Title:Atmosphere: We don’t Orbit but Fall all the Same/ Author: Garth Buns/ Publication Type: Self-Published/ Length: 280 pgs/ Genre: Science-Fiction/ Release Date: April 2016
Cover Evaluation: eye-catching and great use of color
Author Bio: Tennessee born. Ran away to Quito, Santa Cruz, New College and Oaxaca. Lives happily with his wife and son in the San Francisco Bay Area.
Book Blurb: (Taken from Amazon) Atmosphere: We Don’t Orbit but Fall the Same is a struggle for survival between two alien species that hinges on an unlikely collaboration. *** Kora Green learned to talk in her sleep. In fact, everything she has ever been taught occurred while sleeping. She has lived so robustly while unconscious that she cannot ever remember being awake. Her community tells her that she has everything she needs, but then she feels sunlight on her skin and remembers, for the first time, the sensation of cool water between her toes. Kora soon learns that it is forbidden to discuss what happens in the wake-state. But when a spacecraft from another solar system arrives, the heretic Kora may hold the key to her species’ survival. *** Dr. Phlox Swenno was raised in the tree tops, and his people believe that emotions are a sign of weakness. His primate-like species trusts violence and science, but the doctor is trying to outrun an unspoken shame, and he is ill-equipped for life aboard a deep-space freighter. The planet they begin to orbit incubates new diseases and unforeseen dangers, and the doctor may be the only one who can read the clues. *** Atmosphere, at its deepest level, becomes an allegory regarding the importance of memory, dreams, and forgiveness.
Review: What are we without our dreams? How do our dreams define us? Atmosphere: We don’t Orbit but Fall all the Same, addresses these issues on a galactic scale. In this novel, there’s no humanity to be found, but humanity’s faults and struggles abound in alien form. Atmosphere is a Sociological Sci-Fi lover’s dream, pun perhaps intended. The world-building is rich, and the protagonist, Phlox Sweeno, is as brave as he is often confused by his own dreams. Again, dreams. Phlox’s species is not only scared of them, but they’re a social taboo derived from past enslavement by another species. A series of catastrophic events forces Phlox to face his dreams during space flight and everything old and new that comes with them. The complexity and weaving of worlds versus dreams versus the struggle to survive made for worthwhile reading, but the story isn’t without its faults.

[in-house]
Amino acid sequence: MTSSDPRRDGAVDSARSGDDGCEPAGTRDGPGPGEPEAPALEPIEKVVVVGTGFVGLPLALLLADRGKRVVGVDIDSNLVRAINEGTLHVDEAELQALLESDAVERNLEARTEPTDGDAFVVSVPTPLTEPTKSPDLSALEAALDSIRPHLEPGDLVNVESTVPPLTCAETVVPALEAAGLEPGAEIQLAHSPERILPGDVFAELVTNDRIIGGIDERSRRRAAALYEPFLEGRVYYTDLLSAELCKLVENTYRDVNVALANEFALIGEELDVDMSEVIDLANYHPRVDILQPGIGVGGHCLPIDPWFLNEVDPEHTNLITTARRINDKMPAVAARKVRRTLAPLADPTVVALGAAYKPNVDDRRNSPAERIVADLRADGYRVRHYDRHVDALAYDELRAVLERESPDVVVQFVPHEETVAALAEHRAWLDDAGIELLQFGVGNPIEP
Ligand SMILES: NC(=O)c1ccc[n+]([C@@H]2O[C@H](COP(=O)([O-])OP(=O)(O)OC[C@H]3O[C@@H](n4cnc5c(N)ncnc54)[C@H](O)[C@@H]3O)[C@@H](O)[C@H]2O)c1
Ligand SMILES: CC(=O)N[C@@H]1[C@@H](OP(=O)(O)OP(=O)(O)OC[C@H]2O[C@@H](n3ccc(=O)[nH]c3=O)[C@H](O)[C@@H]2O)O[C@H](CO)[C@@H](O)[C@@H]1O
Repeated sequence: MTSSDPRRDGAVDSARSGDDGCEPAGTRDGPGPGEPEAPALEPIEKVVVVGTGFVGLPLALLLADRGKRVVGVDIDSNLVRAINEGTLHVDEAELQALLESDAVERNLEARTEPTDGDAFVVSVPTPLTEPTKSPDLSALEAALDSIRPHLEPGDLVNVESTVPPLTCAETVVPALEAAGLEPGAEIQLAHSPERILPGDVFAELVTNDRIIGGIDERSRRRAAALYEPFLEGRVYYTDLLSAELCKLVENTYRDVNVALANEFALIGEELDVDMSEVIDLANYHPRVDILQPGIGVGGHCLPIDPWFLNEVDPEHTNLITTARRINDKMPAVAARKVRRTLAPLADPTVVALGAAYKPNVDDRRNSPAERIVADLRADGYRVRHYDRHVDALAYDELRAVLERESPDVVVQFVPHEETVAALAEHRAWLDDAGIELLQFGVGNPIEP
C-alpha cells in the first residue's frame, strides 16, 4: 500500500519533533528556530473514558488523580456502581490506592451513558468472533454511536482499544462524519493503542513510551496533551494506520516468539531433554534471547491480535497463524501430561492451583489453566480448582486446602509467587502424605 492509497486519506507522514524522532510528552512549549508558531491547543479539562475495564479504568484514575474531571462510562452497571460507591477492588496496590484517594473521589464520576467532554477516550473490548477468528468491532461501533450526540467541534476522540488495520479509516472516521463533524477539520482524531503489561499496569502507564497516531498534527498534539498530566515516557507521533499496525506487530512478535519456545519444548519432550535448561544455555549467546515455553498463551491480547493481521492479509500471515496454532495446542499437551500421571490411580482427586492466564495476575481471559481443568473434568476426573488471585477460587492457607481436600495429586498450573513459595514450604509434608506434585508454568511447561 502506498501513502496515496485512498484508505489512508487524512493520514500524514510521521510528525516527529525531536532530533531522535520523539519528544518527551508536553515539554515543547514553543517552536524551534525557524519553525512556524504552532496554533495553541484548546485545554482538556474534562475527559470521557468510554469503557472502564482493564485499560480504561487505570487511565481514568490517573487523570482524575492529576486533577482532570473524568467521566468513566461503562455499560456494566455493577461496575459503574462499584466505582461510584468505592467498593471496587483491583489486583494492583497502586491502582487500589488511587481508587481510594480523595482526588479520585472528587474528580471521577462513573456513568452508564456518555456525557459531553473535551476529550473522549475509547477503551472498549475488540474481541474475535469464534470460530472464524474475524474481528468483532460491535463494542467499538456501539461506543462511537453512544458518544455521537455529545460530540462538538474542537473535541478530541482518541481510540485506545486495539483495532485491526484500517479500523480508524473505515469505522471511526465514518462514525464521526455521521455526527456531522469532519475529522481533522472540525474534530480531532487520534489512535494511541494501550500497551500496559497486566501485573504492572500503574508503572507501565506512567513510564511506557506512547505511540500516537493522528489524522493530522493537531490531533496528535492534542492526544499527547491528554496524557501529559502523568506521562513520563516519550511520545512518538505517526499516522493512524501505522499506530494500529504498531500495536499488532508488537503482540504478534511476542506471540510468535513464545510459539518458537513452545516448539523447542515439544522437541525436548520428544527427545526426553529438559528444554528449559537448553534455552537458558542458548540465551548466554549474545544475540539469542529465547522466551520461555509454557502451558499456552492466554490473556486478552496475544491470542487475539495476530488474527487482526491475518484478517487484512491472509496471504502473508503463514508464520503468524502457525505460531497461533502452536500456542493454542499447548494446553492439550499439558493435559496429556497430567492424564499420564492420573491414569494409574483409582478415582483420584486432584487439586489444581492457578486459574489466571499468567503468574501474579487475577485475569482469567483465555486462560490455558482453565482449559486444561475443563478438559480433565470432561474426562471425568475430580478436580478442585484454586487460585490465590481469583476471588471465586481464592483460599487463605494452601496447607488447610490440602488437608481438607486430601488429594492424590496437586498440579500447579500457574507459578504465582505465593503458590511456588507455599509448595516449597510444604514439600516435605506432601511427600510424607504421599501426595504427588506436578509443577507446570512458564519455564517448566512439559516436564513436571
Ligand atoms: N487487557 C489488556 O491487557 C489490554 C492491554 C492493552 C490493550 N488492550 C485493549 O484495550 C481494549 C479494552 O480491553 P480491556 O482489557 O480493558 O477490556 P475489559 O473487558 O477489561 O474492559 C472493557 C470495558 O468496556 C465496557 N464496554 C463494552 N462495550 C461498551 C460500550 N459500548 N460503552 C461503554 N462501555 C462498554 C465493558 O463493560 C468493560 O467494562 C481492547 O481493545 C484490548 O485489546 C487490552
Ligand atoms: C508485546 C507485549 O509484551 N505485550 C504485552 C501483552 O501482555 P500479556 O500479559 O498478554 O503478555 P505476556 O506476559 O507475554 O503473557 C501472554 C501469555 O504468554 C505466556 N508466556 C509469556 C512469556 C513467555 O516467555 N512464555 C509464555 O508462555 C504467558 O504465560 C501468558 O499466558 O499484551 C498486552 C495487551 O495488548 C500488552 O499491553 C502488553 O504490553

The story dragged early and was often difficult to follow. Two worlds were being presented at once, which isn’t a problem for this reviewer as long as there are proper transitions for reader understanding– there sometimes were not. Phlox Sweeno and his story were presented in a linear fashion while the other protagonist, Kora Green’s, tale read like a Greek tragedy, complete with a chorus. This proved distracting, and at times, frustrating. The verb tense often shifted between scenes without discernible breaks and the story was further complicated by Phlox’s sudden present-tense dreams. The novel was also plagued with anachronisms that didn’t fit the world the author created. Word choices such as Braille, human error, toothpaste, and sitting ducks threw this reviewer out of the story, and each time it proved more difficult to return. I did return, however, and was rewarded with a well thought out and intense ending worth the wade to reach.